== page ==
This is the film that has caused so much controversy over the past month or so, as Harvey Weinstein has been fighting the MPAA over the rating of this film. We’ve followed the story when it started, as Congress stepped in, and the MPAA‘s final decision. Being released Unrated the film has limited theatrical options, but this weekend it opens in New York and Los Angeles, if per screen averages are high enough, it will expand further I’m sure. Harvey Weinstein has done well in this ordeal, grabbing himself tons of celebrity support and publicity, but the whole ordeal has been a redemptive act of sorts for the man that used to rule Hollywood with an iron fist. He’s won the past two Best Picture awards at the Oscars, so he can’t complain that his career is dwindling anymore. Such an important film, there should be a copy provided to schools and shown to everyone 10-18, but unfortunately that’s not possible without an MPAA rating in most school districts.
At the same time, I’m sure some ballsy teachers will put their neck on the line to show the film, particularly when they’ve been witness to bullying incidents. It’s laughable that Common Sense Media rates the film at 14 years old, but the MPAA and its rigid standards won’t bow for anything, not even a culturally important film as this. Sad that this is the way the world works, but good word of mouth will change a lot of minds after they are initially afraid of the lack of rating. We’ll bring you a review of this one as soon as we can, this is a film we all want to see.
Directed by Michael Dowse
Starring Jay Baruchel, Seann William Scott & Liev Schreiber
“Labeled an outcast by his brainy family, a bouncer overcomes long odds to lead a team of under performing misfits to semi-pro hockey glory, beating the crap out of everything that stands in his way.”
Seann William Scott hasn’t had the type of success that people expected from the American Pie crew. None of them really did though, so he’s still probably the biggest single star from the series, besides John Cho, so it’s not really saying a whole lot. However, with roles like Doug Glatt, Seann William Scott can rise up and beyond the dumb jock. Although the plot of Goon is basically a dumb jock’s rise to fame as a hockey goon, the team’s enforcer that has no real skills outside of his ability to intimidate the other team and beat the snot out of anyone that isn’t intimidated. Doug’s best buddy Ryan (Jay Baruchel) is a huge, loud, rude hockey fan that gives him strategic advice, and provides a lot of the humor.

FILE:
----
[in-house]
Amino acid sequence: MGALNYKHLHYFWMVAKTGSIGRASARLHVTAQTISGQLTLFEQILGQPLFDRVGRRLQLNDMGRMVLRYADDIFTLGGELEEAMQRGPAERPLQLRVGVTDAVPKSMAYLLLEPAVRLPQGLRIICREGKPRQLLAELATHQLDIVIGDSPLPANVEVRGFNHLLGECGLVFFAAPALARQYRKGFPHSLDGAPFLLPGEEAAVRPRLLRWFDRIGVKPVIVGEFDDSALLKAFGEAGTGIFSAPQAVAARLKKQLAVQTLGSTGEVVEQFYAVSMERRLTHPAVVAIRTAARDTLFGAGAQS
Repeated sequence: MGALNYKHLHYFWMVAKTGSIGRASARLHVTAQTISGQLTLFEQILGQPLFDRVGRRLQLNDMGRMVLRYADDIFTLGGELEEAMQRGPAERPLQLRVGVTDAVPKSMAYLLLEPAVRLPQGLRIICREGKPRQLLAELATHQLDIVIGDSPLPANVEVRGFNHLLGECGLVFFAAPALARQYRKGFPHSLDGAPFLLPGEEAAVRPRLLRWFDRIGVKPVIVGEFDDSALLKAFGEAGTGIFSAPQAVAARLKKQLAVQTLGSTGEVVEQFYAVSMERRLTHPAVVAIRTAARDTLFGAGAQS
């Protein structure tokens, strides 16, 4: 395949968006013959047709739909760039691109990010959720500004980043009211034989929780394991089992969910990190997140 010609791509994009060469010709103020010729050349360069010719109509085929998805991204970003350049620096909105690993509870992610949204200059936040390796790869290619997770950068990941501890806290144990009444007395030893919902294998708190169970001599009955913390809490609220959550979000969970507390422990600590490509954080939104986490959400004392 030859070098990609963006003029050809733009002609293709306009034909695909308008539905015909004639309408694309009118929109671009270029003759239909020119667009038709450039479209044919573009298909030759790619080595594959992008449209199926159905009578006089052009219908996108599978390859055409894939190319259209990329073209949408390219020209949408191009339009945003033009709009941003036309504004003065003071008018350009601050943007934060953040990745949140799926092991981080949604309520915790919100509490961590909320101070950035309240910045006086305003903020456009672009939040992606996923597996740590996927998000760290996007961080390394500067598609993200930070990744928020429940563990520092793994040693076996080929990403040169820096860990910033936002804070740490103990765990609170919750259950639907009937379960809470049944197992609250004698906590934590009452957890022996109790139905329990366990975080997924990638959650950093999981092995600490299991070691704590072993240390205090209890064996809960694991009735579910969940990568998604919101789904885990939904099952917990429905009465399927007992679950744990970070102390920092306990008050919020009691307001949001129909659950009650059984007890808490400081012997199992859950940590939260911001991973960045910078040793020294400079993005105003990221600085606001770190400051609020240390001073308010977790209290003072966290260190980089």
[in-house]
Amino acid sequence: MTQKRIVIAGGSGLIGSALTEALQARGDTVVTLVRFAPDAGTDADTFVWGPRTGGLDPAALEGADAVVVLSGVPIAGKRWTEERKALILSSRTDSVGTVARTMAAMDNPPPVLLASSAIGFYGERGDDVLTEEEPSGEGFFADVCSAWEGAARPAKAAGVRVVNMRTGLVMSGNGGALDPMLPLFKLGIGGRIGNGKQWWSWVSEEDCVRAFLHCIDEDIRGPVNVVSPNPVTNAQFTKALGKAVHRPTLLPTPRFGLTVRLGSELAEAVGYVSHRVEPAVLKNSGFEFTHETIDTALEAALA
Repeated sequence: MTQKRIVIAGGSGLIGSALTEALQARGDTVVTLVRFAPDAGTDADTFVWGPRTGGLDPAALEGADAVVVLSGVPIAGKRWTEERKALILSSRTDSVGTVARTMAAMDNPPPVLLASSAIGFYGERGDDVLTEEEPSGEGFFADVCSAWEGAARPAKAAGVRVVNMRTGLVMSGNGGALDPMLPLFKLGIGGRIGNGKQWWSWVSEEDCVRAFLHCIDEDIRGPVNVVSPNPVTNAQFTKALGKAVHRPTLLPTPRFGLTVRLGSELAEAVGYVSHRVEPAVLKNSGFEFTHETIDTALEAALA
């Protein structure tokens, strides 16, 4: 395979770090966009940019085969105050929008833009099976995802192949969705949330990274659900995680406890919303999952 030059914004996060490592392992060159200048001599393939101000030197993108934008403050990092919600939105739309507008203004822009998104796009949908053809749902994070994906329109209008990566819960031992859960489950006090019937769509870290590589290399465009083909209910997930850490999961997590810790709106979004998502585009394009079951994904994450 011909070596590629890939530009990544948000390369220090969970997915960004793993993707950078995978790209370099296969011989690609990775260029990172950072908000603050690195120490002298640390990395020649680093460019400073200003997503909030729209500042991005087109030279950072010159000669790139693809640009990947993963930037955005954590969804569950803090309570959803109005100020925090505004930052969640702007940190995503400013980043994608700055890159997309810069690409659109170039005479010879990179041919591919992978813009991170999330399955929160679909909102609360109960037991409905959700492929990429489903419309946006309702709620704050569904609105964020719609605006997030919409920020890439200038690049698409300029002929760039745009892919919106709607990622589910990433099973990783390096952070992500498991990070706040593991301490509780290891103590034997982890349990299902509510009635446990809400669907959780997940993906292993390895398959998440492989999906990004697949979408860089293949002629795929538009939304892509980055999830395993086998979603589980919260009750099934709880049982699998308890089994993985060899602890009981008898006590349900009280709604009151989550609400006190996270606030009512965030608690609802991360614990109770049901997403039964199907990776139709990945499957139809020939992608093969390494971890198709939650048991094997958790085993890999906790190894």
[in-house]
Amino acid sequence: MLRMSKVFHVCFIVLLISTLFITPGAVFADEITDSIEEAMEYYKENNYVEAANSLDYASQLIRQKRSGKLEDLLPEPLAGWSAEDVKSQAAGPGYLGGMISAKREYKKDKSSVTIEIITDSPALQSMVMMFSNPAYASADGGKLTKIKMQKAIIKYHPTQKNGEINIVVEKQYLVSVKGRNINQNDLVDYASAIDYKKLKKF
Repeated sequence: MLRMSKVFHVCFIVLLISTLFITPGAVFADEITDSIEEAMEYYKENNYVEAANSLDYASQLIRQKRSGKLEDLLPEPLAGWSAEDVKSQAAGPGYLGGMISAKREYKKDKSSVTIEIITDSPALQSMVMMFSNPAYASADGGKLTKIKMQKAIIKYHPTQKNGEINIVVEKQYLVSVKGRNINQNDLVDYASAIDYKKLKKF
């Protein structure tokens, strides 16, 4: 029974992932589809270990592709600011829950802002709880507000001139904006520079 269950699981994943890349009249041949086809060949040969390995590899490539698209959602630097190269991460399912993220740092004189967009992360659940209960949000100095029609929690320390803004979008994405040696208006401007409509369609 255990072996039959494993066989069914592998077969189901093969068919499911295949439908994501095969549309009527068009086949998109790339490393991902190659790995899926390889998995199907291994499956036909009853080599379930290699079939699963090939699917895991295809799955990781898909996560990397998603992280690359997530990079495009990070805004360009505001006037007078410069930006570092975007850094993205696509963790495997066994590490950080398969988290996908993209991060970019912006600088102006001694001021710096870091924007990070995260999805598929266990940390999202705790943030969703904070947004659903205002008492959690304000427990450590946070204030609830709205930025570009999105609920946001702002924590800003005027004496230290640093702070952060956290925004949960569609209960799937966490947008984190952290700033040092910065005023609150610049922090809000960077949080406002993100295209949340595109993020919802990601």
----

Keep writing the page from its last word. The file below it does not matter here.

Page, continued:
The film has some pretty graphic hand to hand bloodletting, and Liev Schreiber is great as Ross “The Boss” Rhea, the league’s long dominating enforcer that Doug has to eventually face off against. Full of some really cool hockey action, and some brutal fights, Goon doesn’t forget that it’s a funny movie, it just has a darker sense of humor, more like Observe & Report than Superbad. Seth Rogen‘s longtime writing partner Evan Goldberg teams up with Baruchel on the script, and Take Me Home Tonight director Michael Dowse directs the bloody fights and balances them well with the humor. This one has been on VOD for a few weeks, but this weekend it hits limited theaters from Magnet Releasing, so check your local listings. Common Sense Media rates it 16 and up.
I saw the film and liked it quite a bit, check out my review right here.
Directed by Juan Carlos Fresnadillo
Starring Clive Owen, Daniel Bruhl
“Two children living in different countries are visited nightly by a faceless being who wants to take possession of them.”
This one has had very little marketing, but the trailer looked creepy, and Clive Owen is often smart with his project choices, so this is one I want to see. It’s been out overseas for a little while, but this weekend it hits limited theaters in the US. This will likely only hit the arthouse circuit as it looks too weird to cross over into a major mainstream hit (the language problem won’t help that either), but it looks like its doing well enough worldwide for the US domestic gross to not have too heavy an impact. I never saw Juan Carlos Fresnadillo‘s 28 Weeks Later despite strong praise, although I was a fan of his film Intacto which I first saw browsing the foreign section at Bloockbuster.
The trailer makes it look a bit like The Stranger in some aspects, but it looks creepy, so it’s one I’m looking forward to, even if I haven’t seen many English language reviews yet. As with all limited releases, if it has a high per screen average, it’s destined to expand. We are working diligently to bring you a review as soon as possible.
Common Sense Media rates it ages 16 and up.